• With ruling, Dutch tax authorities treat award as cash compensation, not
under stock option rules; entire spread is taxed at exercise
• Problem: reconciling desire of some employees to hold shares with
administrative issues
Netherlands – Solution for Stock Options
• Decision: Offer employees a choice of Stock Option grants
Alternative A: Standard grant
with income and social tax at
•Chosen by 3 of 18 partners who received
Alternative B: Standard grant
with choice under new rules to
defer income tax until exercise
No employees or partners chose this
Alternative C: Grant that allows
for full cashless exercise only; all
taxes now due at exercise/sale
•Chosen by 15 of 18 partners who received
•Chosen by 29 of 243 employees
•Chosen by 214 of 243 employees
Netherlands – RSU’s
• RSUs would be taxed at time of RSU grant (generally IPO date), as they
are fully vested at grant, rather than at receipt of actual shares
• Broad-based nature of RSUs - tax at grant could make the awards a
burden for the employees rather than something positive
• Failure to present alternatives to employees could create problems with
Works Council
• Company wanted to make certain they could achieve their aim of
allowing all employees to participate in IPO but keep the grant as
flexible as possible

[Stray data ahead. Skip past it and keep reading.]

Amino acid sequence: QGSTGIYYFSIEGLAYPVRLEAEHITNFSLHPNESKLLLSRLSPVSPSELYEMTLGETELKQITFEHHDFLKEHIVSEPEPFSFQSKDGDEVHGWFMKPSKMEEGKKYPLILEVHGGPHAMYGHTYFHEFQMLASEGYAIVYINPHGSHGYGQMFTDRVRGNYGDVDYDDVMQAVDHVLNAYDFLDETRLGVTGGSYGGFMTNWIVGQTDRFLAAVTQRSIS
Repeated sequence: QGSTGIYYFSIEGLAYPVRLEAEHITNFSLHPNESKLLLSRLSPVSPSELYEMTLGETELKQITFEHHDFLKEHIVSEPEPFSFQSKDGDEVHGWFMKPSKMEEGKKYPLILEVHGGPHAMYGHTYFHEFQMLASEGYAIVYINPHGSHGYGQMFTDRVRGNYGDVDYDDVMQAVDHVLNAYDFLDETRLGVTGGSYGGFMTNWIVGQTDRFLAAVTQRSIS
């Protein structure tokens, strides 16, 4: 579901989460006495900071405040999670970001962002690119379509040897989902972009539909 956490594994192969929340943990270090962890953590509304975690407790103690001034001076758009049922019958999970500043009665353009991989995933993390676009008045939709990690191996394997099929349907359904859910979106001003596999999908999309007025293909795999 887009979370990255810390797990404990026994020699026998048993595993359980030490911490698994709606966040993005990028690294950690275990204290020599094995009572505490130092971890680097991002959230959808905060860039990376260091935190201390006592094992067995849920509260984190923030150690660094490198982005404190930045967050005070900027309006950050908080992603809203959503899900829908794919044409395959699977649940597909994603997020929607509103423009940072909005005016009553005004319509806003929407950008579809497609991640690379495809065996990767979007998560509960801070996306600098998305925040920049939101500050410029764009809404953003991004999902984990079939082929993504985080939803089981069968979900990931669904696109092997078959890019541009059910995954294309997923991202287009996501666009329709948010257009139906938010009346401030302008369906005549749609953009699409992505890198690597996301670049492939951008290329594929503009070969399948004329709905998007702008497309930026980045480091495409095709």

Netherlands – Solution for RSU’s
• Decision: Offer employees a choice of RSU grants
Alternative A: Taxed at time of
grant of RSU on FMV of shares
with a discount factor
•Chosen by 0 partners
Alternative B: Tax at time shares
are delivered based on FMV on
date of delivery. Requires vesting
conditions and ability to convert
shares to cash.
•Chosen by 3 of 3 partners who received
•Chosen by 250 of 838 employees
•Chosen by 588 of 838 employees
• Generally, tax is due at grant
• Taxation can be shifted to exercise if certain conditions are met:
– Option life is greater than 10 years
– Vesting period is greater than 5 years
– Option cannot be objectively valued at grant
Switzerland -- Solution
• 2 plans offered -- employees have choice
• Standard grant with 10 year life -- tax at grant
• Amended grant with 10 year + 1 month life -- tax at exercise
• Employees choose before grant
• Allows employees with funds and ability to take risk the opportunity to
pay tax at grant
– One of 8 partners and 5 of 95 employees who received options chose tax
at grant
• Securities filing requirements are complex and can be time consuming
• Number and value of anticipated option grants upon IPO meant full
securities filing (Form 7) would be necessary
• Time involved in preparing and translating audited financial statements
meant it was unlikely filing would be completed prior to IPO
• Accenture was faced with the possibility that if grants may not be able to
take advantage of IPO price
Japan -- Solution
• Establish a trust to which the options are granted—Ninni Kumiai (the
• Company grants options to the NK indicating optionee’s name and
number of options
• NK is viewed as single holder of options – full Form 7 not necessary
• When NK is dissolved, options are distributed to optionees under
original terms and conditions
Regulatory Issues Faced by Accenture